The current study was conducted on 34 patients (43.5% of total patients) with abnormal EMG-NCV from 2014 to 2016. Although 100% of the patients had a sharp drop in acetylcholinesterase in red blood cells, acetylcholinesterase levels were within normal limits in 76% of them. No studies have instantly evaluated the relationship between these three variables so far. However, number of the patients in the current study was higher than the previous studies, and unlike other studies, the required minimum sample size has was initially calculated. No patients, in the current study, were discharged suffering from peripheral neuropathy and all of them had normal EMG-NCV that was similar to the cohort study conducted on 53 patients by Jayasingh SS et al. in Sri Lanka. Additionally, EMG- NCV was performed at discharge time and 6 days later, EMG did not show any changes. No strong evidence of irreversible peripheral damage was also reported following acute poisoning by organophosphate (9 and 10). But in our study, a parallel connection was observed between the changes in EMG-NCV and decline in cholinesterase level in red blood cells (67.7% of the patients with abnormal EMG-NCV had a drop in cholinesterase level in red blood cells). So that by modifying the enzyme levels in red blood cells, EMG-NCV changes were also corrected at the time of registration, but the EMG-NCV changes were not significantly associated with the serum level of acetylcholinesterase. Therefore, of 34 patients, 26 ones had normal levels of acetylcholinesterase. Also in this study, both the levels of acetylcholinesterase in red blood cells and serum were reviewed. Unlike other studies that the internal level of this enzyme in red blood cells did not differ at all ages, its serum type had a significant decrease with aging while the changes of EMG-NCV at all ages were not significantly different (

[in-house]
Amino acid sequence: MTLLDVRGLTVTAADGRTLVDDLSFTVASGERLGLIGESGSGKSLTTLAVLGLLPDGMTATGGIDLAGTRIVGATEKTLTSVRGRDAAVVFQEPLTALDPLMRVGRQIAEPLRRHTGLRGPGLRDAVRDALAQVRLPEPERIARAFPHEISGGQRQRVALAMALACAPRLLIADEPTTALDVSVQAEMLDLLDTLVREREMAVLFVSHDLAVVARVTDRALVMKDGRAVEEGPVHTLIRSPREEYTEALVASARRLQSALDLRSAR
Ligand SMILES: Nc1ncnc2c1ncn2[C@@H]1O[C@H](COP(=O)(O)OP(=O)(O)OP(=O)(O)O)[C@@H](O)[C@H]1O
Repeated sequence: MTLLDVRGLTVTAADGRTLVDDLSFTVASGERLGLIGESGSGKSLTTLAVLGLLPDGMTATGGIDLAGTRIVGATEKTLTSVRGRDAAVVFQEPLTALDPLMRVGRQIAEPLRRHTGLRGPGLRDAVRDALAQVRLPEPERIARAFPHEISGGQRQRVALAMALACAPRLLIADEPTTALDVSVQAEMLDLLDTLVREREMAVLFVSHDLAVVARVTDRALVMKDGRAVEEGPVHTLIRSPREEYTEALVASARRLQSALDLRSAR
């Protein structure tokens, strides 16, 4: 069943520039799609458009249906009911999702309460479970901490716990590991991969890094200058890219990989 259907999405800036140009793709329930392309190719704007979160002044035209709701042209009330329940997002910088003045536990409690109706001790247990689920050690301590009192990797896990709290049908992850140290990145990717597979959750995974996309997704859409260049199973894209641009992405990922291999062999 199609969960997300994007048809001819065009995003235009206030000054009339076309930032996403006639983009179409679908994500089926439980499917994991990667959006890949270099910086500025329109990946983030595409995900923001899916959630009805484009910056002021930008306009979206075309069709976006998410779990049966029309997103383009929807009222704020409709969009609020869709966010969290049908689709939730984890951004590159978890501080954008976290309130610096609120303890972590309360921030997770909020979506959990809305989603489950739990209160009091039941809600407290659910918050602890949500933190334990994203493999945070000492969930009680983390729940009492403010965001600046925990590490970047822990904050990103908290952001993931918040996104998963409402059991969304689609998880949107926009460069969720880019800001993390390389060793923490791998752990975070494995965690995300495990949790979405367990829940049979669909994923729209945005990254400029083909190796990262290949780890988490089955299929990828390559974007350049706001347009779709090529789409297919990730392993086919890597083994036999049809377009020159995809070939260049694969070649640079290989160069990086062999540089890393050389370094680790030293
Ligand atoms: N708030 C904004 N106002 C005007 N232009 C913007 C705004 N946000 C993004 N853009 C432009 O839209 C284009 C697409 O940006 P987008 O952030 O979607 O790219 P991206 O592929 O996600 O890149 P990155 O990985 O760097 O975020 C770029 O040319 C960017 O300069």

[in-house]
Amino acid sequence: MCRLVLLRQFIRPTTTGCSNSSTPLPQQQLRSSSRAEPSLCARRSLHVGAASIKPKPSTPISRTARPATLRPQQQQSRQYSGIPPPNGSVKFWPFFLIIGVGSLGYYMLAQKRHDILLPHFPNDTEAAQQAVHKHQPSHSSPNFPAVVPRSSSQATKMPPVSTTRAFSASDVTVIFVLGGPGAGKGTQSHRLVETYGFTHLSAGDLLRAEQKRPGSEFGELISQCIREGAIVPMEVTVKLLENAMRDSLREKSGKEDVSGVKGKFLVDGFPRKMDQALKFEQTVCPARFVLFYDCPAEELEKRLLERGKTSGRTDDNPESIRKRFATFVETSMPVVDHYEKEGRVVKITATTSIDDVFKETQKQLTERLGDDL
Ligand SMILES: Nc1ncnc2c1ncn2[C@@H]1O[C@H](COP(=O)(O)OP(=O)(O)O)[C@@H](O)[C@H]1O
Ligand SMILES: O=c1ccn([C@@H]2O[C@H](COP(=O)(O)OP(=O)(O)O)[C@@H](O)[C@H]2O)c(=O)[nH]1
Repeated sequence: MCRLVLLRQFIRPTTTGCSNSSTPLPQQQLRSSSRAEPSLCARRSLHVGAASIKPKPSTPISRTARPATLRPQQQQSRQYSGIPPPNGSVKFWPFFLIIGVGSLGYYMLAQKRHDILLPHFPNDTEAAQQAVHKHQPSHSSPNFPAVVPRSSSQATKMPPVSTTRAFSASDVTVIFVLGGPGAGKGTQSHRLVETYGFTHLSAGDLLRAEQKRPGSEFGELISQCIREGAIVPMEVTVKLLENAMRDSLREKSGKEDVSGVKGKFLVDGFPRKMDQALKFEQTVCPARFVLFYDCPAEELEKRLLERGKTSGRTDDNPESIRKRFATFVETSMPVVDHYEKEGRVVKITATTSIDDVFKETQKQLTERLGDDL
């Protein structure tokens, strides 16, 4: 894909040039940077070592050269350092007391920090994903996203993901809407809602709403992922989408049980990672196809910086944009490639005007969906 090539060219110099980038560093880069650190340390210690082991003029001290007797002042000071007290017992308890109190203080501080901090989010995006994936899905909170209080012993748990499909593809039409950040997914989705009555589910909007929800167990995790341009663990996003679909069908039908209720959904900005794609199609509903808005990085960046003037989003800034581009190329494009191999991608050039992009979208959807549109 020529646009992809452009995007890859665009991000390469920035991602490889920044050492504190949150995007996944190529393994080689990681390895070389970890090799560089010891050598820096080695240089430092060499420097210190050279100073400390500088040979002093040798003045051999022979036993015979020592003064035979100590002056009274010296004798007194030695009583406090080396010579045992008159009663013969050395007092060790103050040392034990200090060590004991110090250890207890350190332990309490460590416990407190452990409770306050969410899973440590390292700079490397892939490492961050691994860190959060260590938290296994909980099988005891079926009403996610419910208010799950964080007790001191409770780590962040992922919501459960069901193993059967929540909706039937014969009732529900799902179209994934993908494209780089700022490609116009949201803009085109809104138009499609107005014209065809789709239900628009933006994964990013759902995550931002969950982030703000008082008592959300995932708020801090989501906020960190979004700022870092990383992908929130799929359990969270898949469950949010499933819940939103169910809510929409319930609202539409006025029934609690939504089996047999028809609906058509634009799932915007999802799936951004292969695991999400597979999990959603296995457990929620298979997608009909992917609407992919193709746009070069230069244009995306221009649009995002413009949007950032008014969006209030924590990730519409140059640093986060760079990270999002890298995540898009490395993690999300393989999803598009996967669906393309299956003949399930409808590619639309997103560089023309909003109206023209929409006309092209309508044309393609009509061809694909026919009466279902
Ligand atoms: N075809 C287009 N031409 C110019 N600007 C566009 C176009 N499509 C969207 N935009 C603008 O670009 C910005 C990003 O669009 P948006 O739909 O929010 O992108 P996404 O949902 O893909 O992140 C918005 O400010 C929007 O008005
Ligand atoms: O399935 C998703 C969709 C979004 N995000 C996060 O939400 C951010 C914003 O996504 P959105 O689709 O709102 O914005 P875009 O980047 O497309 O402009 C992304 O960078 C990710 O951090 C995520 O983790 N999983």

6, 10). In our study, no significant relationship was reported statistically between the serum level of acetylcholinesterase and muscle strength on admission, duration of hospitalization, as well as dose of atropine and pralidoxime but an association was revealed with cholinesterase level of red blood cells. Unlike the study by Jalali et al. ( 8), considering the normal EMG-NCV results and despite the clinical symptoms of muscle weakness at the time of discharge, it seems that this test lacks an appropriate diagnostic power to evaluate the clinical symptoms for the patient’s discharge. Finally, it can be concluded that electrophysiological tests (EMG-NCV) cannot justify the muscle weakness during the days after discharge. However, no association was reported between the tests and clinical symptoms of muscle weakness and the tests cannot be used as a determining factor for the patient's discharge. Therefore, it is suggested that discharge of patients is determined based on the clinical judgment or level of acetylcholinesterase in red blood cells or both. Meanwhile in our study, no significant correlation was observed between the serum levels of acetylcholinesterase and severity of clinical toxicity (pop scale) that was similar to the study conducted by Aygun D et al. in Turkey ( 6). unlike, in the current study there was a significant relationship between the levels of acetylcholinesterase (AChE) in red blood cells and poisoning severity in terms of clinical significance (pop scale) (P value < 0/004%). Due to this finding, it can be concluded that the clinical signs are more important to determine the prognosis and amounts of atropine and prolidoxime rather than serum acetylcholinesterase level.